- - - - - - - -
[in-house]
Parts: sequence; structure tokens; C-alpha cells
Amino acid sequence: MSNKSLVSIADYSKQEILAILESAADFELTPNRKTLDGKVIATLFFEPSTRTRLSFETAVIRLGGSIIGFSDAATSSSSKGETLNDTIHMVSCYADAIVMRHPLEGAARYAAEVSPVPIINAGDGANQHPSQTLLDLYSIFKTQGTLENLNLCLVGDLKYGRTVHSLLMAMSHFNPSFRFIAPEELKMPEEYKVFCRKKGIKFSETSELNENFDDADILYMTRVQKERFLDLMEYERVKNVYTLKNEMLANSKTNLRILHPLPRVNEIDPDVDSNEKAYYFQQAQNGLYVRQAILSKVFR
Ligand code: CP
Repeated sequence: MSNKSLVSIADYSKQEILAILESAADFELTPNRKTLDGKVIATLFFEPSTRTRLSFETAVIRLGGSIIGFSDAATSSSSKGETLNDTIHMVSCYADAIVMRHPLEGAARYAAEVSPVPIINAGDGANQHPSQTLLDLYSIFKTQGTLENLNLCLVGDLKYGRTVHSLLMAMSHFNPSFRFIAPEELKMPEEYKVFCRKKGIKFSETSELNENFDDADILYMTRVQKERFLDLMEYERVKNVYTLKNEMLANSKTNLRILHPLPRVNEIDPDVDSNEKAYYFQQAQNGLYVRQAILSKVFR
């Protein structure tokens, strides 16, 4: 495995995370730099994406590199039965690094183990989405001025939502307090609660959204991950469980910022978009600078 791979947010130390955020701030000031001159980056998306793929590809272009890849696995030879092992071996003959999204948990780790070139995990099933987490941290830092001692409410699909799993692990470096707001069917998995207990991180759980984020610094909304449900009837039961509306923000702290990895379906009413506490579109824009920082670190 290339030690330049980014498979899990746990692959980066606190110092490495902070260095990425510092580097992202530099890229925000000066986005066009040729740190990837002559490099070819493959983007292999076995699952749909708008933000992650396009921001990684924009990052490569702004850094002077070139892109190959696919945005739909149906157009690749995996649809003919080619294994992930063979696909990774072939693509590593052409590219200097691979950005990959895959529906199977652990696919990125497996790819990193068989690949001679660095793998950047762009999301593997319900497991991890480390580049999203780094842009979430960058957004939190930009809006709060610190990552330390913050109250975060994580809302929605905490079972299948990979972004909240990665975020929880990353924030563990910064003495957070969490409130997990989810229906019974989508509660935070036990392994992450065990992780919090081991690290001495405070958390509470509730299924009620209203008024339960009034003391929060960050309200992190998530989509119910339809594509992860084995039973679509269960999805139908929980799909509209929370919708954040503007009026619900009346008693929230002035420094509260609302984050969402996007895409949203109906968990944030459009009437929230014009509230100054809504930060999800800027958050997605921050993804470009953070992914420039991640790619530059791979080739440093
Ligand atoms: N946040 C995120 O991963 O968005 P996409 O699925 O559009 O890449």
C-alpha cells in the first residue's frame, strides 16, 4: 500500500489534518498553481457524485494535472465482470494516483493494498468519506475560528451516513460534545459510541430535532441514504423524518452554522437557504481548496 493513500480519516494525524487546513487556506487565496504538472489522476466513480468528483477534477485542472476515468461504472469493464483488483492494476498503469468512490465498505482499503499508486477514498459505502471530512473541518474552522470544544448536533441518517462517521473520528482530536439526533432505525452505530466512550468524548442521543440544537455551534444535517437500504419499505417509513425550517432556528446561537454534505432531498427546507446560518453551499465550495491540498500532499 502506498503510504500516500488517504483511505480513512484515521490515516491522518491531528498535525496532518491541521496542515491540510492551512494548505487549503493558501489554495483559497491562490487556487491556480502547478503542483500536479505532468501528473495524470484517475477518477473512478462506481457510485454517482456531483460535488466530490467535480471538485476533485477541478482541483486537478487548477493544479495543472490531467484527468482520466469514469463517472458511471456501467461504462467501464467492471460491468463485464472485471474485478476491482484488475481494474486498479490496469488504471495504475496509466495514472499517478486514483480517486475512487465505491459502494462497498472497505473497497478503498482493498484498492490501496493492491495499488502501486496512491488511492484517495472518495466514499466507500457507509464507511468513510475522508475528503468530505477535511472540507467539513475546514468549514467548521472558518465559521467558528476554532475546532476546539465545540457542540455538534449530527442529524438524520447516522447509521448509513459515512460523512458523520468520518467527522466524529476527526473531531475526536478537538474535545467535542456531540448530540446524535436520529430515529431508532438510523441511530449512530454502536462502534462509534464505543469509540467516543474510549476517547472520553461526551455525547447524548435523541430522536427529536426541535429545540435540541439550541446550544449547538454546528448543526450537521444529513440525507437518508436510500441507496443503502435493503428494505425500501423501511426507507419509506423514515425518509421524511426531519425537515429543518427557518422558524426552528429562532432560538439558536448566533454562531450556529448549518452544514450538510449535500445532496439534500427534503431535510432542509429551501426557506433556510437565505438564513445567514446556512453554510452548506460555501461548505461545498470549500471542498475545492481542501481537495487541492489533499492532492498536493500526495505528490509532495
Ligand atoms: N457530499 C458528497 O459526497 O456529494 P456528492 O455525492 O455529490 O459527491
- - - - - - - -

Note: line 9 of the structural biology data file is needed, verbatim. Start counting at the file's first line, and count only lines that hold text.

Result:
Ligand atoms: N457530499 C458528497 O459526497 O456529494 P456528492 O455525492 O455529490 O459527491